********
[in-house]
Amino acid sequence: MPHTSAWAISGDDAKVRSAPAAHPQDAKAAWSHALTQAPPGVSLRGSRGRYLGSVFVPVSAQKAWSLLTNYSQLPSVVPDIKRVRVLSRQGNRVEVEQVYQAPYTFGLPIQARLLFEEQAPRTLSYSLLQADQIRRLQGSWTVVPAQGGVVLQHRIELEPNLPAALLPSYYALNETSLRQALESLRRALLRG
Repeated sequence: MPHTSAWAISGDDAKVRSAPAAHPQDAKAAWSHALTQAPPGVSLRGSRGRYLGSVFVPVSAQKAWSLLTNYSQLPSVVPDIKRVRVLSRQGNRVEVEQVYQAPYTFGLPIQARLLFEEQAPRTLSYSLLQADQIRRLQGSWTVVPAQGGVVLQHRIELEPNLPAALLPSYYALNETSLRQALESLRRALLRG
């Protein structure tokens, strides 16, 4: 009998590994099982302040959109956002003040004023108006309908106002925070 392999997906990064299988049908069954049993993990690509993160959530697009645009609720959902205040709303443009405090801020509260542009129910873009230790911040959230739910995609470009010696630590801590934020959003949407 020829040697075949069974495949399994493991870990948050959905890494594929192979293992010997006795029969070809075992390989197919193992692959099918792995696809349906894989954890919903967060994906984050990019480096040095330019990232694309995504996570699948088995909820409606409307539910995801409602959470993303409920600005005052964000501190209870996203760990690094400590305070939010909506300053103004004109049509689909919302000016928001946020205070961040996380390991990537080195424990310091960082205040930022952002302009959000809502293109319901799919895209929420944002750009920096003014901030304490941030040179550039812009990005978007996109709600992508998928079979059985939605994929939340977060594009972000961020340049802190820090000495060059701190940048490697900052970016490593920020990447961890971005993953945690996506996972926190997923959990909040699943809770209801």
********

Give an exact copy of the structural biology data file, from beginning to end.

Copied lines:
[in-house]
Amino acid sequence: MPHTSAWAISGDDAKVRSAPAAHPQDAKAAWSHALTQAPPGVSLRGSRGRYLGSVFVPVSAQKAWSLLTNYSQLPSVVPDIKRVRVLSRQGNRVEVEQVYQAPYTFGLPIQARLLFEEQAPRTLSYSLLQADQIRRLQGSWTVVPAQGGVVLQHRIELEPNLPAALLPSYYALNETSLRQALESLRRALLRG
Repeated sequence: MPHTSAWAISGDDAKVRSAPAAHPQDAKAAWSHALTQAPPGVSLRGSRGRYLGSVFVPVSAQKAWSLLTNYSQLPSVVPDIKRVRVLSRQGNRVEVEQVYQAPYTFGLPIQARLLFEEQAPRTLSYSLLQADQIRRLQGSWTVVPAQGGVVLQHRIELEPNLPAALLPSYYALNETSLRQALESLRRALLRG
């Protein structure tokens, strides 16, 4: 009998590994099982302040959109956002003040004023108006309908106002925070 392999997906990064299988049908069954049993993990690509993160959530697009645009609720959902205040709303443009405090801020509260542009129910873009230790911040959230739910995609470009010696630590801590934020959003949407 020829040697075949069974495949399994493991870990948050959905890494594929192979293992010997006795029969070809075992390989197919193992692959099918792995696809349906894989954890919903967060994906984050990019480096040095330019990232694309995504996570699948088995909820409606409307539910995801409602959470993303409920600005005052964000501190209870996203760990690094400590305070939010909506300053103004004109049509689909919302000016928001946020205070961040996380390991990537080195424990310091960082205040930022952002302009959000809502293109319901799919895209929420944002750009920096003014901030304490941030040179550039812009990005978007996109709600992508998928079979059985939605994929939340977060594009972000961020340049802190820090000495060059701190940048490697900052970016490593920020990447961890971005993953945690996506996972926190997923959990909040699943809770209801």